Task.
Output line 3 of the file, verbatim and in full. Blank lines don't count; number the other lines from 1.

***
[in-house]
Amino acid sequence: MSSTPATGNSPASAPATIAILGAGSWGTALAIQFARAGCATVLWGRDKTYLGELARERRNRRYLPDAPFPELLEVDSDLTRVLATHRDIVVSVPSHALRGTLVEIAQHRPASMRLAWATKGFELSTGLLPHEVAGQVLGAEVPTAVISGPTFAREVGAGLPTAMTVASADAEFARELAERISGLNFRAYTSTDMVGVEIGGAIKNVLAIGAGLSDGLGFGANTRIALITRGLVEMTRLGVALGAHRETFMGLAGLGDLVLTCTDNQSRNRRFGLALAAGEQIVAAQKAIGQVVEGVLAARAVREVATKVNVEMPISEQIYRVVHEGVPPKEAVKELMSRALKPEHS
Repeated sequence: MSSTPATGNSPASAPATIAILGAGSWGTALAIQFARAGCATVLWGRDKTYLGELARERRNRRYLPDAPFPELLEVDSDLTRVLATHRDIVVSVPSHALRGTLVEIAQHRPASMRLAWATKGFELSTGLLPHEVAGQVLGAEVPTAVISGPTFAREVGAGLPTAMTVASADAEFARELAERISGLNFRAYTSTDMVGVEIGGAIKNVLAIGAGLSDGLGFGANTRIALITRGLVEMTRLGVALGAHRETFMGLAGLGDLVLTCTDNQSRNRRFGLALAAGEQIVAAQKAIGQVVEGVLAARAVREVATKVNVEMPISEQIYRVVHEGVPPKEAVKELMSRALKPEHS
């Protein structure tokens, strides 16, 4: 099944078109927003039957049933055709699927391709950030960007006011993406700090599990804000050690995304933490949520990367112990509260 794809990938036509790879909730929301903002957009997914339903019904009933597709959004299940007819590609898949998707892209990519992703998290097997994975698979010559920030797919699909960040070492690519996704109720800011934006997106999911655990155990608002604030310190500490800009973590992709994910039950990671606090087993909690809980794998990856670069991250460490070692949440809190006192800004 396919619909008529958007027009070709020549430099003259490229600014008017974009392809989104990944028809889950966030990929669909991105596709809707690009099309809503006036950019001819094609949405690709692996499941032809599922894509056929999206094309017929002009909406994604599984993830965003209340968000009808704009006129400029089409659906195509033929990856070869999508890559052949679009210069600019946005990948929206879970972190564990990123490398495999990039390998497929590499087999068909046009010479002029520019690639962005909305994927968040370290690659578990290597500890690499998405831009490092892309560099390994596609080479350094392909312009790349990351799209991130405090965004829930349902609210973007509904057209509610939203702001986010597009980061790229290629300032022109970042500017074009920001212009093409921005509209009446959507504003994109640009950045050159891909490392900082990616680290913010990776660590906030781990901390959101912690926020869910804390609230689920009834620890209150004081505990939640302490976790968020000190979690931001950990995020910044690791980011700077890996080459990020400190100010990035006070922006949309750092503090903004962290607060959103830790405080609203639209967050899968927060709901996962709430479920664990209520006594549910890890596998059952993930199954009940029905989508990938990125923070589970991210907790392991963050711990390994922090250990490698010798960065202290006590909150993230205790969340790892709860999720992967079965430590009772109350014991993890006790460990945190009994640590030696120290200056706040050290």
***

Repeated sequence: MSSTPATGNSPASAPATIAILGAGSWGTALAIQFARAGCATVLWGRDKTYLGELARERRNRRYLPDAPFPELLEVDSDLTRVLATHRDIVVSVPSHALRGTLVEIAQHRPASMRLAWATKGFELSTGLLPHEVAGQVLGAEVPTAVISGPTFAREVGAGLPTAMTVASADAEFARELAERISGLNFRAYTSTDMVGVEIGGAIKNVLAIGAGLSDGLGFGANTRIALITRGLVEMTRLGVALGAHRETFMGLAGLGDLVLTCTDNQSRNRRFGLALAAGEQIVAAQKAIGQVVEGVLAARAVREVATKVNVEMPISEQIYRVVHEGVPPKEAVKELMSRALKPEHS